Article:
Veterinarians are human; sometimes they complain.
Come here. Closer. I’m going to tell you a secret. This may come as a shock. Are you sitting down? Yes, I know, I just asked you to move closer. Grab onto something if you can’t sit – No! Not me! Hands to yourself. Now listen, here’s the secret:
Your veterinarian is human
Did you catch that? I had to whisper. Here, let’s try it again.
Your veterinarian is human.
There, did it work that time? Hope so. Now, here’s a corollary secret. Don’t tell anyone you heard it from me.
Sometimes veterinarians complain.
Yep. Just like everyone else – even your doctor (they’re human, too. Well, most of them…), veterinarians gripe. If you get enough of us together in the room, well… we bitch.
Now here’s the thing. You won’t often hear veterinarians complain (much) about the long hours, or the physical labor, or about the dirt/blood/hair/vomit/feces/fetal fluids/pus. Those things are part of the job. We don’t generally gripe (a ton) about relatively low wages, years spent in school, or the mind-numbing monotony of that seven millionth flea allergy dermatitis, or the never-ending line of heifers needing Brucellosis vaccination. Most of us knew the score (more or less) salary/monotony-wise before ever entering our 8 to 12 years of school. And for every mundane or repetitive case, the veterinary day has plenty (maybe a surplus) of challenging, exciting, or downright terrifying cases.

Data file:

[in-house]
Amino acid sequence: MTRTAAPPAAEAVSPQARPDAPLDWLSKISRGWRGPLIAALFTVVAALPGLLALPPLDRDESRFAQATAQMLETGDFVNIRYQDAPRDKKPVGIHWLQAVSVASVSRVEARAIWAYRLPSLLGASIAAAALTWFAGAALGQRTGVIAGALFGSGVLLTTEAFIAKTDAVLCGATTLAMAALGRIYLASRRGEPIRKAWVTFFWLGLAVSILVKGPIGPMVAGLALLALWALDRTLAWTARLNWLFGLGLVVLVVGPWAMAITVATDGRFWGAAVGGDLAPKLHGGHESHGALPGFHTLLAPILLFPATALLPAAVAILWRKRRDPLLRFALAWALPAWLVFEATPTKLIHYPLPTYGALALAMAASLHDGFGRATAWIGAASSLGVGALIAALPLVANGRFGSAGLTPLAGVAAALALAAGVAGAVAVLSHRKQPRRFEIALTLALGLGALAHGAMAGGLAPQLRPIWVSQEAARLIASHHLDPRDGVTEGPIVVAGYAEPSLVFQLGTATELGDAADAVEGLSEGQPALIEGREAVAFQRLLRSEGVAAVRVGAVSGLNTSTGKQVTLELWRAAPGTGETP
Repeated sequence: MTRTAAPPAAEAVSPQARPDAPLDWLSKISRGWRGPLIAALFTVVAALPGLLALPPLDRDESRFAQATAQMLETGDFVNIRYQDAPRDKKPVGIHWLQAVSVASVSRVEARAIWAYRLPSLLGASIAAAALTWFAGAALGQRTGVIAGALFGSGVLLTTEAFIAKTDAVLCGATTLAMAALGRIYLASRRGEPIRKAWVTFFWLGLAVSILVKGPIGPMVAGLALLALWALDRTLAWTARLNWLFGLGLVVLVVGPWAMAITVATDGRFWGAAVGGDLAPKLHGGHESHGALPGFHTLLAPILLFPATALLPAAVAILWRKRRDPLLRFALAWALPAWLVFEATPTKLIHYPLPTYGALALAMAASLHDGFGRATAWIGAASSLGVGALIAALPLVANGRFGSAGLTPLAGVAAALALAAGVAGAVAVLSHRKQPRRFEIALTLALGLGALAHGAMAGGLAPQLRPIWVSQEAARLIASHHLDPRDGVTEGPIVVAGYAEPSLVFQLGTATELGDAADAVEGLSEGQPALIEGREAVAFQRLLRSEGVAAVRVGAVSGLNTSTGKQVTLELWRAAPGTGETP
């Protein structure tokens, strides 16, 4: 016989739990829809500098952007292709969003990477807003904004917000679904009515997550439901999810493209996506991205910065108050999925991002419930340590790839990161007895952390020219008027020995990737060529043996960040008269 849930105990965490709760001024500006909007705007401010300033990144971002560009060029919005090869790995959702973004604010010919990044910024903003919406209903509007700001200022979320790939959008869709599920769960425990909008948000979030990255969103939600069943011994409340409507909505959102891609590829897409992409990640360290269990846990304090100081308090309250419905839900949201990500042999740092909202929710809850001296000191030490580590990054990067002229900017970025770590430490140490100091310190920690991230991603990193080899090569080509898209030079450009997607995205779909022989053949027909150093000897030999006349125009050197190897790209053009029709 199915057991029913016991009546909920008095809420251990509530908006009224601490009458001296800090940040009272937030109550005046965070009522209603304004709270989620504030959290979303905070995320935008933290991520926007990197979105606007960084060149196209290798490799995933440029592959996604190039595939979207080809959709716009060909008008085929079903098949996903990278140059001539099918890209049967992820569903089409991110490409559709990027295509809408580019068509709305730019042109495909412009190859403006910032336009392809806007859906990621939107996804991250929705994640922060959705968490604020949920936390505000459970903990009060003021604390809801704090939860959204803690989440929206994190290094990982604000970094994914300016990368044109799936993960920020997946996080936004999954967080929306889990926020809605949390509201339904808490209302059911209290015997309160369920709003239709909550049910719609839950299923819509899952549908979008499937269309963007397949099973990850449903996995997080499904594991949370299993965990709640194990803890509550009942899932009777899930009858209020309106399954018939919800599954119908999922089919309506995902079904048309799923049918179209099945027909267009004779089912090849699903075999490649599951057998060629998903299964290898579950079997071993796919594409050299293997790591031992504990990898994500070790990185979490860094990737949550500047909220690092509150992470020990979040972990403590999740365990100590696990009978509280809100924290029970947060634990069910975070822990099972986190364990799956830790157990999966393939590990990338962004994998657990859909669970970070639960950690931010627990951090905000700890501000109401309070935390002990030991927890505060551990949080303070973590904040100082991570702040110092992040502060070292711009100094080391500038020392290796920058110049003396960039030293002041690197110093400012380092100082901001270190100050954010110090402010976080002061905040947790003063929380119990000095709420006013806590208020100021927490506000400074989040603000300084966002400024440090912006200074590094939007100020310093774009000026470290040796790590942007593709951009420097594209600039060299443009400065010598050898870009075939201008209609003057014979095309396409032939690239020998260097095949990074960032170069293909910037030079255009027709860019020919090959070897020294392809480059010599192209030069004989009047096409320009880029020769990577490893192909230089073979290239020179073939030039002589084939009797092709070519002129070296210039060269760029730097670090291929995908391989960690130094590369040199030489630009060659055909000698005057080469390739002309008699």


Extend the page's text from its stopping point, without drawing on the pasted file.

So what do we complain about? Well… you…Ok, not you. I know you, you’d never do any of the things that make an otherwise calm professional want to rip her hair from the roots or bang her head against the wall. You work with your veterinarian to provide appropriate and prompt care for your pets. But, let’s say, hypothetically of course, that there was a mythical animal owner who did or said some of these things.
“I can’t believe you won’t treat Fluffy for free. Don’t you care about animals at all?”
Ok, let’s clear this one up here and now. Veterinarians care about animals. Period. Now as with any profession, some have more dedication to the oath than others, some have more empathy than others, but to imply that a veterinarian ‘doesn’t care about animals’ is just short of insane. Why? Practicality. There are a ton of careers that pay better, have better hours, a lower likelihood of severe injury/death/poop-flinging, and that require a lot fewer years of education. No one in his or her right mind would choose veterinary medicine without some degree of compassion and love for animals.
So, why won’t Dr. A treat Fluffy for free? Why won’t he waive that after-hours fee? Why won’t he discount the exam/surgery/bloodwork/radiographs/drugs? There are several answers to these questions, so let’s look at them one at a time.
Short answer: Money. This is how I earn my living. The grocery store won’t let me take home dinner for free. My bank won’t waive my mortgage. The car dealer still wants loan payments. The pharmaceutical companies expect to be paid full price for the medications I dispense for Fluffy. Student loan companies don’t accept promises and smiles. You get the picture.